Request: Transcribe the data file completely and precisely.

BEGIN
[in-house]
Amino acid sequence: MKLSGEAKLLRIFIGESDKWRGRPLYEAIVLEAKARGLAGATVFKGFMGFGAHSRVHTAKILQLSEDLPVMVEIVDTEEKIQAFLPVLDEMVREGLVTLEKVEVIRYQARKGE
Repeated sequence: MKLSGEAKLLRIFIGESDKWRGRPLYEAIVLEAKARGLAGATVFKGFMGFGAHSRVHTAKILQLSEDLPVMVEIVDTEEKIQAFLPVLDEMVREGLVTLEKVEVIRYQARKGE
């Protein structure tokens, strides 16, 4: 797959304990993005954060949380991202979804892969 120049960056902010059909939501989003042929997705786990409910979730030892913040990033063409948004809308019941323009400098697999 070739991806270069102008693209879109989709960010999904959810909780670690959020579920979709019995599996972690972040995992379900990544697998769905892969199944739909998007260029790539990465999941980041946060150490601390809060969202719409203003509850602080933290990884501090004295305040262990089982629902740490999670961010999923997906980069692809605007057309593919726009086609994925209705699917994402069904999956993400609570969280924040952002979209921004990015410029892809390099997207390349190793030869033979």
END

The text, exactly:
[in-house]
Amino acid sequence: MKLSGEAKLLRIFIGESDKWRGRPLYEAIVLEAKARGLAGATVFKGFMGFGAHSRVHTAKILQLSEDLPVMVEIVDTEEKIQAFLPVLDEMVREGLVTLEKVEVIRYQARKGE
Repeated sequence: MKLSGEAKLLRIFIGESDKWRGRPLYEAIVLEAKARGLAGATVFKGFMGFGAHSRVHTAKILQLSEDLPVMVEIVDTEEKIQAFLPVLDEMVREGLVTLEKVEVIRYQARKGE
């Protein structure tokens, strides 16, 4: 797959304990993005954060949380991202979804892969 120049960056902010059909939501989003042929997705786990409910979730030892913040990033063409948004809308019941323009400098697999 070739991806270069102008693209879109989709960010999904959810909780670690959020579920979709019995599996972690972040995992379900990544697998769905892969199944739909998007260029790539990465999941980041946060150490601390809060969202719409203003509850602080933290990884501090004295305040262990089982629902740490999670961010999923997906980069692809605007057309593919726009086609994925209705699917994402069904999956993400609570969280924040952002979209921004990015410029892809390099997207390349190793030869033979």